FreedomWorks Announces Welfare Reform Week
In an effort to educate and raise awareness of the need for fundamental welfare reform, FreedomWorks has designated this week as Welfare Reform Week.
Each day this week FreedomWorks will be hosting live streams with policy experts and members of Congress, to educate activists about the different aspects of our bloated, inefficient, immoral welfare system that traps the poor.
Live streams can be found on FreedomWorks Facebook page. All times are approximate.
Monday – The archived video can be seen HERE.
Tuesday – Senator Mike Lee, (R-Utah), 5:00 p.m.
Wednesday – Rep. Warren Davidson (R-Ohio), 4:00 p.m.
Thursday – Rep. Rod Blum (R-Iowa), 3:00 p.m.
Friday – FreedomWorks President Adam Brandon, 2:00 p.m.
Press Call with African American Leaders
In addition to the daily live streams, FreedomWorks will use this week to talk with its activists and hear their ideas and concerns regarding the welfare system. This will include a conference call with African American leaders including FreedomWorks Senior Fellow Rev. CL Bryant, Star Parker, Rev. Dr. Alveda King, and Dr. Carol Swain.
This call will be open to the press. It will be on Thursday, June 15 at noon. RSVP to Jon Meadows at email@example.com to receive call-in information.
“This is a really powerful week,” said FreedomWorks president Adam Brandon. “Democrats believe the only way to improve our welfare system is to add to the mangled, ad hoc welfare programs already in place, increasing the duplicity, inefficiency, and ineffectiveness in the system.”
“Conservatives know it’s both charitable and responsible to clean up the 92 welfare programs in place; it’s the only way to reduce spending, reduce bureaucracy, and increase the number of people who are lifted from poverty to stand on their own two feet.”
“We don’t need a safety net that simply traps people in meager payouts; we need a safety spring that propels them into successful careers where they can provide for themselves and contribute to their communities.”
As part of Welfare Reform Week FreedomWorks is showing Congress where grassroots activists stand on the issue by releasing three principles for Welfare Reform.
FreedomWorks’ Principles for Welfare Reform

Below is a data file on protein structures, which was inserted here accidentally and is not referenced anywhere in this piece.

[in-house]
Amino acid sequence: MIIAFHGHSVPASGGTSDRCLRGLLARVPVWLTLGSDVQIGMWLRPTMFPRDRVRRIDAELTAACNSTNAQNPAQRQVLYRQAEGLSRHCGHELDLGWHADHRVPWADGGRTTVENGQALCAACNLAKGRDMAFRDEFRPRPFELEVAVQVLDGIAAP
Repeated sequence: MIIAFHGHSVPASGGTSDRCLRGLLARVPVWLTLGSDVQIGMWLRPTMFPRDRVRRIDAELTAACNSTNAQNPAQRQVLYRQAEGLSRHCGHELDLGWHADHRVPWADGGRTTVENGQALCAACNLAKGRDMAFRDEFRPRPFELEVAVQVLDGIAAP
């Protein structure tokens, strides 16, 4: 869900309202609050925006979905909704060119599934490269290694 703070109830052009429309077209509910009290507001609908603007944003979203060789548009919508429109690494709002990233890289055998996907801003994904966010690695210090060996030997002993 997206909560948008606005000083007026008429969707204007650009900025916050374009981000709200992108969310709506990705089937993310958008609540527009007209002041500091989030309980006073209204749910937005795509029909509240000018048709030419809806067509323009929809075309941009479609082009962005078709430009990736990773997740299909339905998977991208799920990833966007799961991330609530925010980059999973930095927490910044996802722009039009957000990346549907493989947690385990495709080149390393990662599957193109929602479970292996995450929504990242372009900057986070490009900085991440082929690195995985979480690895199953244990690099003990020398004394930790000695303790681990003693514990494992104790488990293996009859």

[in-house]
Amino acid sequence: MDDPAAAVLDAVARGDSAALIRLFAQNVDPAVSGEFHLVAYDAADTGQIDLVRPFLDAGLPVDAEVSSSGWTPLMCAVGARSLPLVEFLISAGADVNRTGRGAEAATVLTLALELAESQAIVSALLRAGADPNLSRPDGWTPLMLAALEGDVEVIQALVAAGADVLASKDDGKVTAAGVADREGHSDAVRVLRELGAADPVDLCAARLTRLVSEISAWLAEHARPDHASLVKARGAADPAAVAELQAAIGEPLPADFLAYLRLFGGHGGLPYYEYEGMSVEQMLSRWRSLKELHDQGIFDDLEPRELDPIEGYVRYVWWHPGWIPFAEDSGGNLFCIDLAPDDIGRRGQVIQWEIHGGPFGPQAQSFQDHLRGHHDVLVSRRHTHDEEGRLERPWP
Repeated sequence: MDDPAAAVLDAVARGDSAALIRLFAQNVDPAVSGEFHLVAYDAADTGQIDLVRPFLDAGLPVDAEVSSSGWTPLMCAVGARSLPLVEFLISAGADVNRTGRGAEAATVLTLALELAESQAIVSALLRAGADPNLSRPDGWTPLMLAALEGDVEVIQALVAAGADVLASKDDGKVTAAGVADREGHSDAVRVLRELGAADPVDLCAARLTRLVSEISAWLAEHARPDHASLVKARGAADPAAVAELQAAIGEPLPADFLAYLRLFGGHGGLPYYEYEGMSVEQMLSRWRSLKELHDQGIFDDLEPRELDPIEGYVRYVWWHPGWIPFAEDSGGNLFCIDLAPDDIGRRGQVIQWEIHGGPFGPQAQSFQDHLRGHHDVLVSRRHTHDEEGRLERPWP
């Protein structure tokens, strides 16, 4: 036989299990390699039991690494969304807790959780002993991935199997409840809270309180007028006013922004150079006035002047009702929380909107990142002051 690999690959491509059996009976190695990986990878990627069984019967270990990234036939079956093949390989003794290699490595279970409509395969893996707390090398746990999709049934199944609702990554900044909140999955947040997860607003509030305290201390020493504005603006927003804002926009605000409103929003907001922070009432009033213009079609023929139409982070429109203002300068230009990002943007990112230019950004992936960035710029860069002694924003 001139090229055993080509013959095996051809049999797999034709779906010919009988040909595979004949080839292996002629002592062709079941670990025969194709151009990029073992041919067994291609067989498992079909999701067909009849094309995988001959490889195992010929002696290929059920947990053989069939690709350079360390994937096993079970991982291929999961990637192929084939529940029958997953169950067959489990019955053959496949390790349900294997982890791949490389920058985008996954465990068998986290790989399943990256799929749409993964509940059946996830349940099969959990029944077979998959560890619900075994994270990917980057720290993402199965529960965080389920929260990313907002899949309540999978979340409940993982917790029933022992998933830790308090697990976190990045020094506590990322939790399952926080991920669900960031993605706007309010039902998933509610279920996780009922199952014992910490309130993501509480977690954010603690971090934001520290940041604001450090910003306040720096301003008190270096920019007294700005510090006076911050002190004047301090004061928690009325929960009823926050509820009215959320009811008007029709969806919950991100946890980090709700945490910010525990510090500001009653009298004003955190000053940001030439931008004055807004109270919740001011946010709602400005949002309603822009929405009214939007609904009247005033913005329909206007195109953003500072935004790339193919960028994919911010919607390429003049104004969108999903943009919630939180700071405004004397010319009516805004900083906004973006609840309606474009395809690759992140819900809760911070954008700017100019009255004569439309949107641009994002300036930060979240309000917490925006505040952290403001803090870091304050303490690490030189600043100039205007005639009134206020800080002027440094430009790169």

FreedomWorks believes that the following principles should be used in a fundamental reform of the American welfare system.
1. More State Control
States are much better equipped to understand the needs of their citizens and tailor programs to fit those needs. By eliminating the one size fits all centralized approach and offering states block grants funds that can be used as they see fit we can improve efficiency and effectiveness of the programs.
Returning the control to the states will also enable them to better engage with local groups and provide benefits and programs that will help lift people out of poverty and get them back on their own two feet.
2. Returning Beneficiaries to the Workforce
A hand up instead of a hand out means able-bodied adults will play a role in their return to the workforce. Reasonable but strong work requirements should be in place for those who receive welfare.
There can’t be an incentive to stay in a welfare program. The goal should always be to get people out of the system and able to support themselves and their families.
Leaving the welfare system must always be financially beneficial, and programs must be structured to encourage individuals to leave the welfare system behind.
This will protect against a growing trend of government reliance instead of self-reliance.
3. Welfare System Accountability
We must know the details about the successes and failures of the various programs in the welfare system. It’s about being accountable for our tax dollars. The data will lead us to a better understanding of what works, and then we should prioritizes welfare spending on programs that limit the number of those on welfare – because they are making their own way in the world.
The fundamental purpose of these reforms is to cut waste, protect taxpayer dollars by making sure it is spent wisely, and unleashing the ability of people to contribute to society and provide for themselves instead of being dependent on government.